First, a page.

Photo of real female scientists researching in laboratory.

Novel ALS PFN1 mouse model developed and new C9ORF72 disease mechanism uncovered

The ALS Association Research Department is pleased to show their research dollars in action. Two new papers that were recently published in high impact scientific journals Proceedings of the National Academy of Sciences (PNAS) and Cell were supported by The ALS Association. The first paper by Drs. Zuoshang Xu and John Landers from University of Massachusetts Medical School in Worcester, Mass., demonstrates a novel profilin 1 (PFN1) mouse model that displays disease characteristics similar to human disease. This paper underscores the importance of developing novel animal models to understand ALS disease processes and to discover new therapeutic targets. The second paper by Dr. J. Paul Taylor and colleagues from St. Jude Children’s Hospital in Memphis, Tenn. reveals a new disease mechanism involving the C9ORF72 expansion mutation that will be targeted for ALS therapy.

New Profilin 1 mouse model replicates multiple aspects of ALS

To date, the SOD1 mutant mouse and a series of emerging ALS animal models have replicated the major features of human ALS: degeneration of motor neurons, progressive weakness and early death. Since genetic (inherited) mutations accounts for a small percentage of all ALS cases, researchers are always trying to develop new animal models. In a new study, Yang et al. present a new model that also displays these features, as well as cellular characteristics reminiscent of the human disease. They model the mutant ALS gene profilin 1 (PFN1), which is a rare genetic cause of ALS – only two percent of people with inherited ALS have this mutation. PFN1 is an actin-binding protein, which is responsible for maintaining the shape of cells and is important for the neuron’s axon maintenance and growth. They show that mice expressing mutant PFN1 develop weakness with age and eventually become paralyzed. They also characterized the cellular characteristics of motor neurons, which showed progressive degeneration in the spinal cord. Motor neurons also developed of aggregates (clumps of protein) only after the symptoms appeared. These aggregates may interfere with the protein degradation (recycling) machinery of motor neurons.

Work remains to determine the exact cause of PFN1 induced motor neuron toxicity. Researchers plan to use this model to further uncover the cellular pathways that underlie ALS. This new model of progressive degeneration will also be compared to the SOD1 mouse model to understand the similarities and differences of the two animal models, providing clues to new targets for ALS therapies.

Paper Citation: Yang C, Danielson EW, Qiao T, Metterville J, Brown RH Jr, Landers JE, Xu Z. Mutant PFN1 causes ALS phenotypes and progressive motor neuron degeneration in mice by a gain of toxicity. Proc Natl Acad Sci U S A. 2016 Sep 28.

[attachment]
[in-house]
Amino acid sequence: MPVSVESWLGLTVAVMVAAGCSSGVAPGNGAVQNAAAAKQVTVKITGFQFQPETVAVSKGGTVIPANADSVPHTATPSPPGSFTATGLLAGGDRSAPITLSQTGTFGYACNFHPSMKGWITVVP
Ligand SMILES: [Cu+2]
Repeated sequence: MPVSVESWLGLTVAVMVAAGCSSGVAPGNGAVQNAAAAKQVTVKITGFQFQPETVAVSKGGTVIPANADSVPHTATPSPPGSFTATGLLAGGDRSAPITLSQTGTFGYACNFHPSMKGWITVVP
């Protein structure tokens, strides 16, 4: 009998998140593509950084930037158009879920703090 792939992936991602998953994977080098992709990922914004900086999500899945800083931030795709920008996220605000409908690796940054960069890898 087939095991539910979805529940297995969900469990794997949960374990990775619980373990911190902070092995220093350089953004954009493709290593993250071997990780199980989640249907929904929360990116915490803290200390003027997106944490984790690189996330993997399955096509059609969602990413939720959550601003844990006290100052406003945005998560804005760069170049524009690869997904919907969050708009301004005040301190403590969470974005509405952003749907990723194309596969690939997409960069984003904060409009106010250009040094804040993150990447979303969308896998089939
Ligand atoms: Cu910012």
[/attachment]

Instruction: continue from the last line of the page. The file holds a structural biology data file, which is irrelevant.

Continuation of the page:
To read the PNAS paper click here.

New C9ORF72 disease mechanism uncovered

j-paul-taylor
Dr. J. Paul Taylor from St. Jude’s Children’s Hospital

Expansion of the C9ORF72 mutation is the most common cause of inherited ALS and frontotemporal dementia (FTD). This mutation accounts for up to 40% of inherited ALS and FTD and ~5-10% of sporadic (no family history) ALS. Mutations of the C9ORF72 gene lead to the production of “dipeptide repeat proteins” (DPRs), which previous studies suggest are toxic to motor neurons (cells the die in ALS).

Lee et al. delve into how these DPRs are toxic to motor neurons by exploring the types of proteins they can interact with. They show that two types of DPRs, both which contain the amino acid arginine, interact with multiple proteins known to bind RNA, called RNA binding proteins. They are important for processing and reading the genetic instructions of genes – to make proteins. Specifically, they found that DPRs interact with RNA-binding proteins that often mediate the function of membrane-less organelles (parts of your cells that do not have a membrane surrounding them). Examples of membrane-less organelles include the nucleolus (responsible for manufacturing ribosomes, which help build proteins), stress granules (structures in the cell that serve as temporary storage sites for RNA when cells are under stress) and the nuclear pore complex (the gateway between the nucleus and the cytoplasm where molecules are shuttled in between) (Figure 1). Importantly, the DPR interactions perturbed the dynamics, physical properties and/or multiple functions of these membrane-less organelles, potentially causing toxicity to the cell.

membraneless-organelles_1
Figure 1

This study sheds new light on how the C9ORF72 mutation causes ALS. Results point to yet another target for ALS therapy – preventing the interference of DPRs with RNA binding proteins to stop the negative impact on membrane-less organelles (Figure 2). This research also suggests there may be common pathways at work, namely the disruption of the dynamics and function of membrane-less organelles, overlapping in other forms of ALS as well. This makes these results even more important to understanding the disease as a whole.

disease-pathway-c9_1
Figure 2

Paper Citation: Lee KH, Zhang P, Mitrea D, Mohona S, Freibaum B, Cika J, Coughlin M, Messing J, Molliex A, Maxwell B, Kim NC, Temirov J, Moore, J, Kolaitis RM, Shaw T, Bai B, Peng J, Kriwacki R, Kim HJ, Taylor JP. C9or72 dipeptide repeats impair the assembly, dynamics and function of membrane-less organelles. Cell 2016 Oct 20.

To read the Cell paper click here.

To read the press release click here.

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